Being: New Photography 2018
March 18–August 19, 2018
The Museum of Modern Art’s (MoMA) forthcoming New Photography show, Being, will consider the various complexities of moments and lived experiences captured by 17 local and international photographers. The New Photography series began in 1985, born from a growing curiosity about how photography was changing the scope of contemporary art. The 2018 edition of this enduring program “investigates charged and layered notions of personhood and subjectivity in recent photography and photo-based art.”
Like Life: Sculpture, Color, and the Body (1300–Now)
March 21–July 22, 2018
The Met Breuer takes on the monumental task of surveying over 700 years of sculpture for Like Life. Comprised of loans from museums and private collections around the world, this unprecedented showcase of sculptural practice through the centuries will exhibit some 120 renderings of the human body as depicted by major historical figures such as El Greco and Auguste Rodin, alongside modern masters like Louise Bourgeois and contemporary artists Isa Genzken and Jeff Koons.
Heavenly Bodies: Fashion and the Catholic Imagination
May 10–October 8, 2018
The 2018 Costume Institute exhibition will explore the symbols and aesthetics of religious fashion through the centuries. Hosted at both The Met Fifth Avenue and The Met Cloisters in Upper Manhattan, Heavenly Bodies: Fashion and the Catholic Imagination will juxtapose religious garments with works of medieval and Byzantine art from the museum’s vast collections to “examine the relationship between creativity and religious imagination.” Amongst the items to be showcased are a selection of papal robes and jewels that will be exhibited outside the Vatican for the first time in history.
June 8–September 16, 2018
This summer, the Guggenheim will exhibit over 175 artworks by legendary Swiss artist Alberto Giacometti in what will be the first major American museum showcase of the renowned sculptor’s work in 15 years. Giacometti will juxtapose the artist’s drawings and paintings alongside the elongated, otherworldly figures that he is best known for to trace his forays into cubism and surrealism, and map his influence by traditional African and Oceanic aesthetics.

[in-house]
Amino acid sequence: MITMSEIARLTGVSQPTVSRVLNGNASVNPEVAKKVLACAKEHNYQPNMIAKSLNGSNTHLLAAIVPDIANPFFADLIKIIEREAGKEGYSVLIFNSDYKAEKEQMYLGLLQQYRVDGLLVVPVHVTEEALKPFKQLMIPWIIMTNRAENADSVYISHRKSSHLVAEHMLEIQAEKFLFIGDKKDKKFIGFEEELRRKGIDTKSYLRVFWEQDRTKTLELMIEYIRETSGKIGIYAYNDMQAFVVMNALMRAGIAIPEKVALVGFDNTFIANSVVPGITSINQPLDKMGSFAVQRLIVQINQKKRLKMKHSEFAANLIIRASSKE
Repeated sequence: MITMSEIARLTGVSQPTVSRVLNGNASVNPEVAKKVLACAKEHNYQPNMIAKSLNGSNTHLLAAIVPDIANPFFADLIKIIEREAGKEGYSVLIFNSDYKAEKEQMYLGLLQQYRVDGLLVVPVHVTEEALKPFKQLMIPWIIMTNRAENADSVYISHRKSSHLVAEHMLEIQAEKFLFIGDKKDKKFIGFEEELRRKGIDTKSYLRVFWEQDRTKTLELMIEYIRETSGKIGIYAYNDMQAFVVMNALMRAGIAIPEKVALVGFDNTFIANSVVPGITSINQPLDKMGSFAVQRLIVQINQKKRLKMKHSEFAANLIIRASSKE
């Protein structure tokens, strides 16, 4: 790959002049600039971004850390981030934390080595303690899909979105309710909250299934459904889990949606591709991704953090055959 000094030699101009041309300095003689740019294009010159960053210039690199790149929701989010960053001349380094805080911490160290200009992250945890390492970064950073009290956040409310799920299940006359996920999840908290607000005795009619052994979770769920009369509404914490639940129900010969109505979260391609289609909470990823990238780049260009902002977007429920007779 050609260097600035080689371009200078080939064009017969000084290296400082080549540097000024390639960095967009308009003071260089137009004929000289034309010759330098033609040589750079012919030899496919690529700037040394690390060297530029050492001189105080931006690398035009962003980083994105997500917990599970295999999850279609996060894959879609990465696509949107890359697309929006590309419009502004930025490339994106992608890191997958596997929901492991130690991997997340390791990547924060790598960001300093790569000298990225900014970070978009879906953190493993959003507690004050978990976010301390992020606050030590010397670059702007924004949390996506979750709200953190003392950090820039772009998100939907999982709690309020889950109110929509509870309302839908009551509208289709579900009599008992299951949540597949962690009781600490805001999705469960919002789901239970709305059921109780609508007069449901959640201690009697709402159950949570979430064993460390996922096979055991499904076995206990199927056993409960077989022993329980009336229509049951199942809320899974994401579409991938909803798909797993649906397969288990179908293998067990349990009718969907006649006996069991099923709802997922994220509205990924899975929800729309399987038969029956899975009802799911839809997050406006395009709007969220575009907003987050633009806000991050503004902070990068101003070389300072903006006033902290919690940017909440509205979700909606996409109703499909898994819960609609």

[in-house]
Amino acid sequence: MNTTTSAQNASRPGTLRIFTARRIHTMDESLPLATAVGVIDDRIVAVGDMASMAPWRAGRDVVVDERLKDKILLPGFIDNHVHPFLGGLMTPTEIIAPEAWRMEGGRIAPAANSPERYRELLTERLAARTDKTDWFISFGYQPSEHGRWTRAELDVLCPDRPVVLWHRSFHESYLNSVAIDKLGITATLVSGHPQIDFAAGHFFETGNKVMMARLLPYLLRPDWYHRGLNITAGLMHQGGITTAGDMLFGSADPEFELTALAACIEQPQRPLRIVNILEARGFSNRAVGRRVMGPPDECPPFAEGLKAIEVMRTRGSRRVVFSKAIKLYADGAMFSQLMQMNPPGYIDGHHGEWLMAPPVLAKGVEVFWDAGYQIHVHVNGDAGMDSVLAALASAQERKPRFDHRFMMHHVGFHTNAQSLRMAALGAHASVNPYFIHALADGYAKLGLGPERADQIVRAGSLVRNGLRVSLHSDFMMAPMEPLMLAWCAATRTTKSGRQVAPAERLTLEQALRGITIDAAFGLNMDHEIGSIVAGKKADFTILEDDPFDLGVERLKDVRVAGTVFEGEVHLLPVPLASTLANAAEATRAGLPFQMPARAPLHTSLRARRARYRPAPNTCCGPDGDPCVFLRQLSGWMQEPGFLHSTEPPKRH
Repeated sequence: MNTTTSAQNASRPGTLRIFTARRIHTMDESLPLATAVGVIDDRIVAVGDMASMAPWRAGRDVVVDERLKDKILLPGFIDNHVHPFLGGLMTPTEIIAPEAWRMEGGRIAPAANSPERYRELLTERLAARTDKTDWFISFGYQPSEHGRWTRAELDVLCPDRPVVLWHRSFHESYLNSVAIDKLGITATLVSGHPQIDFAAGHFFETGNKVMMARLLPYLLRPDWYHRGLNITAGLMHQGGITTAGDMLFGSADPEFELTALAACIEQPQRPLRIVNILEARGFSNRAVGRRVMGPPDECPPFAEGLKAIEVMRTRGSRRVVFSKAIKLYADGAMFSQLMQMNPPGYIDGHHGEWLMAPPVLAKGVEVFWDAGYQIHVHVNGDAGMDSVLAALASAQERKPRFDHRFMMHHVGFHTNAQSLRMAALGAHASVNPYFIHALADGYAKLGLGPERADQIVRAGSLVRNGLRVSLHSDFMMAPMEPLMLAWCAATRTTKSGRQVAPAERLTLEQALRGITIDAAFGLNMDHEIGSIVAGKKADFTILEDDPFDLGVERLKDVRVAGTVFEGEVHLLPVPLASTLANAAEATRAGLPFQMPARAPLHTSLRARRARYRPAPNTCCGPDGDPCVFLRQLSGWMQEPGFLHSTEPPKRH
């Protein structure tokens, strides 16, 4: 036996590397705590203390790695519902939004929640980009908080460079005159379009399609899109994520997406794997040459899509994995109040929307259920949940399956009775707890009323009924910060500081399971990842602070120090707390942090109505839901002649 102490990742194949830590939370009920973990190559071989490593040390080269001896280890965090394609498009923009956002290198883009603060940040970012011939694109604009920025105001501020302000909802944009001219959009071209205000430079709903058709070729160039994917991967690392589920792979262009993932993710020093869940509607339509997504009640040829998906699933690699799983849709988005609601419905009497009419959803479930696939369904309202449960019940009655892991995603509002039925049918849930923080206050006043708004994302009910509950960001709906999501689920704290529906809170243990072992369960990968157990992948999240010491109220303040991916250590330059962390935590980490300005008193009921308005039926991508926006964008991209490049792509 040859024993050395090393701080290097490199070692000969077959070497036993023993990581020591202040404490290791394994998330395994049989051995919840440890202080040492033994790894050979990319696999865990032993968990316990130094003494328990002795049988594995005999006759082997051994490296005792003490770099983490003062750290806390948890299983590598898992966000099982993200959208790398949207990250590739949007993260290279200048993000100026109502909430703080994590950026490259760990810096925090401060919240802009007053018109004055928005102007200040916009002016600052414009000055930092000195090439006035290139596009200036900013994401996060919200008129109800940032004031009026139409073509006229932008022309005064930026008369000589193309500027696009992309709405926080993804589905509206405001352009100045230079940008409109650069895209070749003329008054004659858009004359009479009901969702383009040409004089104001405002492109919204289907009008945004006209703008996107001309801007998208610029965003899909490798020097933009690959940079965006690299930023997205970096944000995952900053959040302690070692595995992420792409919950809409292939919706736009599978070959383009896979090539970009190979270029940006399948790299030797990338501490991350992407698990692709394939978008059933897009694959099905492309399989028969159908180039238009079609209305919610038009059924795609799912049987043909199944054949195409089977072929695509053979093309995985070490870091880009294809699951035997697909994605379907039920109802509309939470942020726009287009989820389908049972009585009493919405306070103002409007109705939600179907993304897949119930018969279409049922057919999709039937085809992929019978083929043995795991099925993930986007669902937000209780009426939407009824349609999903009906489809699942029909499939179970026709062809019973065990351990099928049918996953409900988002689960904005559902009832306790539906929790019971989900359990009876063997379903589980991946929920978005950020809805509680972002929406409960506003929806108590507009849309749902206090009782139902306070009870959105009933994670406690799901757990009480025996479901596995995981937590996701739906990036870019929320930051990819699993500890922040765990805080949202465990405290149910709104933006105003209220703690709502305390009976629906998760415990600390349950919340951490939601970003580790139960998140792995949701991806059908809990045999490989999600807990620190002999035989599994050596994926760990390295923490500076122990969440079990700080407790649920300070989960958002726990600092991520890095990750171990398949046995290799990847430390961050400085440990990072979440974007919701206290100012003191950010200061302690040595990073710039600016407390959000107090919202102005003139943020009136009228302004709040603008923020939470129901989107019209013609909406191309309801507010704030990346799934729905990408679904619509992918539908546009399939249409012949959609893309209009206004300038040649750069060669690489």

Bruce Nauman: Disappearing Acts
October 21, 2018–March 17, 2019
Best known for his jarring sculptures and neon works, Bruce Nauman has established a legendary, cross-disciplinary practice in his 50-year career. Organized by MoMA, MoMA PS1, and Schaulager, Basel, Disappearing Acts will serve as the artist’s first retrospective in more than two decades. The landmark survey will be held at both MoMA and MoMA PS1 in Long Island City.
Harry Potter: A History of Magic
Following its inaugural run at the British Library last autumn, Harry Potter: A History of Magic will make its way to the New-York Historical Society in October 2018 (exact dates TBD). The exhibition of “rare books, manuscripts, and magical objects from the British Library’s collection” will coincide with the 20th anniversary of Harry Potter and the Sorcerer’s Stone, which first graced American audiences via Scholastic in the fall of 1998.
After almost 30 years, the Whitney will host a comprehensive survey of Andy Warhol’s game-changing practice. Opening in November (exact dates to be announced in the coming months), Andy Warhol will explore the entirety of the artist’s career in depth, beyond the Campbell’s soup cans and the Coca-Cola bottles that he became so famous for. This landmark retrospective will serve as the first organized by an American institution since 1989, as well as the largest solo show held at the museum’s Meatpacking location to date.